Ventura Shellfish Enterprise deploys lines for data collection, works on regulatory challenges

Ventura Shellfish Enterprise is seeking permits for growing Mediterranean mussels via submerged long lines in the Santa Barbara Channel; volunteer partners have begun deploying lines to test shellfish for Food & Drug Administration safety requirements.

VENTURA—Ventura Shellfish Enterprise (VSE) volunteer partners Coastal Marine Biolabs (CMB) and The Cultured Abalone (TCA) have obtained permits from the U.S. Coast Guard to deploy mussel sentinel lines in the Santa Barbara Channel to test for sanitation requirements.

The step is required for VSE’s project to move forward. The project involves growing Mediterranean mussels via submerged long lines in twenty, 100-acre plots in federal waters near Ventura Harbor.

Ventura Port District General Manager Brian Pendleton said a total of five sentinel lines will be deployed in the proposed growing area, the first of which happened on Feb. 8. After all five are deployed, juvenile mussels will be attached for data collection and monthly lab testing at CMB to meet newly adopted federal data requirements aimed at ensuring the safety of shellfish grown and harvested for human consumption.

Meanwhile, the Ventura Port District, another partner in the project, has been working to get everything in order for the U.S. Army Corps of Engineers to review their permit application.

VSE submitted permit and project applications in October 2018 to the Corps and California Coastal Commission. Pendleton said the Corps needs two things to happen before they will process the application: a navigational risk assessment required by the U.S. Coast Guard and resolution to a jurisdictional boundary issue raised by the Ventura Local Agency Formation Commission (LAFCo). The boundary issue revolves around the district’s ability to get permits in federal waters.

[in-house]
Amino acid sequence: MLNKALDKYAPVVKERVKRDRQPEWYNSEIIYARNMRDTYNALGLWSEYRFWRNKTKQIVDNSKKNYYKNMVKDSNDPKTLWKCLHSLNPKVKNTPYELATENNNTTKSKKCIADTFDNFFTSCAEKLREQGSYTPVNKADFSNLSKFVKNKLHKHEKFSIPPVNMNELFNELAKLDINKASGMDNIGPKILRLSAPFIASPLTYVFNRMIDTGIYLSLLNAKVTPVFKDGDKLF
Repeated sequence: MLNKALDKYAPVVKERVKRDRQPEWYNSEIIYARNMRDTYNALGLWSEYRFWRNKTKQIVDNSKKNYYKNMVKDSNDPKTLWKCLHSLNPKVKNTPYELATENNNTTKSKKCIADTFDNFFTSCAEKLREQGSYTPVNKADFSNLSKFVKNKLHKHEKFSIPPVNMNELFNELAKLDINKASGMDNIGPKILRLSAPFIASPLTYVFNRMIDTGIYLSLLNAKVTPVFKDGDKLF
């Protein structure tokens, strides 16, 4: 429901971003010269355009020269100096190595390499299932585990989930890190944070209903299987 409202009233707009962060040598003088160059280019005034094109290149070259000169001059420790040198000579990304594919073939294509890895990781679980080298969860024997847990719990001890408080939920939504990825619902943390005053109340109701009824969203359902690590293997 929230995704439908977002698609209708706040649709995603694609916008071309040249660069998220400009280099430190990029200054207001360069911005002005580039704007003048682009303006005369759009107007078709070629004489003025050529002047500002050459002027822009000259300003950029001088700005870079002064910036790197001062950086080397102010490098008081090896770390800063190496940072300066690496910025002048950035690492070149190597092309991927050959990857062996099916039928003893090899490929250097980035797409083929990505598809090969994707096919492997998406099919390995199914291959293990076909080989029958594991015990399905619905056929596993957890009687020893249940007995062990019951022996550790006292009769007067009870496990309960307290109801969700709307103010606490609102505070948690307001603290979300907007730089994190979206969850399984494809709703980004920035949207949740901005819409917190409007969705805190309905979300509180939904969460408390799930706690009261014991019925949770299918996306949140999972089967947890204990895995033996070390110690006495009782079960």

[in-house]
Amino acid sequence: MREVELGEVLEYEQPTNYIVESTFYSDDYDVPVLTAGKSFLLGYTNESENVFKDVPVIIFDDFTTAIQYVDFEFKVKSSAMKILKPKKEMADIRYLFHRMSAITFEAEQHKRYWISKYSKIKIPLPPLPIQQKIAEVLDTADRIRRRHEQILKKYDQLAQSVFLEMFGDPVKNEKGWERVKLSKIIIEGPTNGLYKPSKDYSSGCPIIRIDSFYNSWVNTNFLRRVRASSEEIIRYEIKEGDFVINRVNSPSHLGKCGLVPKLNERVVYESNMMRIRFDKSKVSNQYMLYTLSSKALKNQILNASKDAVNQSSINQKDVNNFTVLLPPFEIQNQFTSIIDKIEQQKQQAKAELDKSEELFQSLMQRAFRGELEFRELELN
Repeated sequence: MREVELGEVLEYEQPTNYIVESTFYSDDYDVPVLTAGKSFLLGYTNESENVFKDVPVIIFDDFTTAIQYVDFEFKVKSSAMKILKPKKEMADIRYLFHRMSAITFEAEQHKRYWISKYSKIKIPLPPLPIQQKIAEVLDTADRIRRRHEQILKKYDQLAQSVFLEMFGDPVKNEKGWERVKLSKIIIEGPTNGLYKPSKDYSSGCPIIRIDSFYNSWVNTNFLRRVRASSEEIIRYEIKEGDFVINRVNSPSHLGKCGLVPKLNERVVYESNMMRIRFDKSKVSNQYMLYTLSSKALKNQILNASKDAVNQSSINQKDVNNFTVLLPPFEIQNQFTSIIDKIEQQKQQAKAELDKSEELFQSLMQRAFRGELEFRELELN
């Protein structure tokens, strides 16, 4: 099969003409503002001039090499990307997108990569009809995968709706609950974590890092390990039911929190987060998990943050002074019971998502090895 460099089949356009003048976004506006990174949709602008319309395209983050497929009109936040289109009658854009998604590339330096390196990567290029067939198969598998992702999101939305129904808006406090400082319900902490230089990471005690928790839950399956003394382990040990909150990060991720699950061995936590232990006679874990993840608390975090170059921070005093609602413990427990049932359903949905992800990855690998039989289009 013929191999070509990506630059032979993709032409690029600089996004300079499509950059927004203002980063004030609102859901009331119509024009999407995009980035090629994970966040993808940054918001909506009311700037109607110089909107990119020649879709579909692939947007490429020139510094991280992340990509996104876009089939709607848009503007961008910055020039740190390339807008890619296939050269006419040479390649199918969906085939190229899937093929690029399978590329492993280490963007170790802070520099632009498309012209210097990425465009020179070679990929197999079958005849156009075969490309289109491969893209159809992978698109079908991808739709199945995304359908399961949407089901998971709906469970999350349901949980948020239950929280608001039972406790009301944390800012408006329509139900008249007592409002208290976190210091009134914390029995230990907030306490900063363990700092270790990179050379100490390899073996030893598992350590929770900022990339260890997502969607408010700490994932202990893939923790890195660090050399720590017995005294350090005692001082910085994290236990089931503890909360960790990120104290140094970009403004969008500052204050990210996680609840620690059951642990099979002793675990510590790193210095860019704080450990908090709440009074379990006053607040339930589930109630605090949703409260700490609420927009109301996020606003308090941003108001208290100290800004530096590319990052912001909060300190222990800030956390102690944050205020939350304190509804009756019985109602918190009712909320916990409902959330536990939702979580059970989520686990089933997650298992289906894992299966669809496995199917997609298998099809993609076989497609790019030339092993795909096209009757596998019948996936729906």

“The District is working cooperatively with the LAFCo and is pursuing state legislation to resolve the matter,” Pendleton said.

Assembly member Monique Limón introduced Assembly Bill 2370 on Feb. 18 to resolve the dilemma. If passed, the bill would “authorize the Ventura Port District, to the extent permitted by federal law, to construct, maintain, operate, lease, and grant permits to others for the installation, maintenance, and operation of aquaculture plots in federal waters off the coast of California in order to aid in the development or improvement of navigation or commerce to the port district.”

Meanwhile, a staff report released on Feb. 28, recommended a firm to complete the navigational risk assessment required by the U.S. Coast Guard. The assessment will evaluate the level of potential risk of the proposed aquaculture project on commercial and recreational shipping; impact to vessel traffic patterns and traffic constraints; and identify potential mitigation measures that, if required, will reduce navigation risk associated with the aquaculture project. Pendleton estimated the assessment would be completed by the end of June.

Efforts to bring aquaculture to the Ventura Harbor area have been afoot since 2015 with hopes of bringing safe, sustainably produced, and locally grown shellfish while also boosting the local economy. A report from VSE in July 2019 was hopeful the project could begin sub-permitting agreements and initial project implementation in the winter of this year or early 2021. Pendleton said depending on when AB 2370 is voted on, project implementation in the winter of this year or early 2021 could still be possible.

To read more about VSE and their proposal visit thelog.com/local/ventura-harbor-navigates-waters-of-offshore-aquaculture-shellfish-farming/.

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One thought on “Ventura Shellfish Enterprise deploys lines for data collection, works on regulatory challenges

  • Victor La Fountaine

    Recently I have been following the water pollution for the dead and dying natural Salmon created by the Salmon farming and the chemicals they are releasing into the water flow, also the pesticides used in shrimp farming,, I have no protest to mussel farming if NOTHING is added to the natural environment. IF farming mussles as easy as setting some lines for them to naturally grow on their own then it would be fine, IF NOT it is my water as well as theirs and I DO NOT WANT ANYTHING added to the MY water to do it. We have a HUGE PROBLEM with the Salmon farming cover ups and releasing pesticides and who know what else they use. If its natural its okay with me. Forty years diving this coast for a living and the neglect I have seen is ridiculous .



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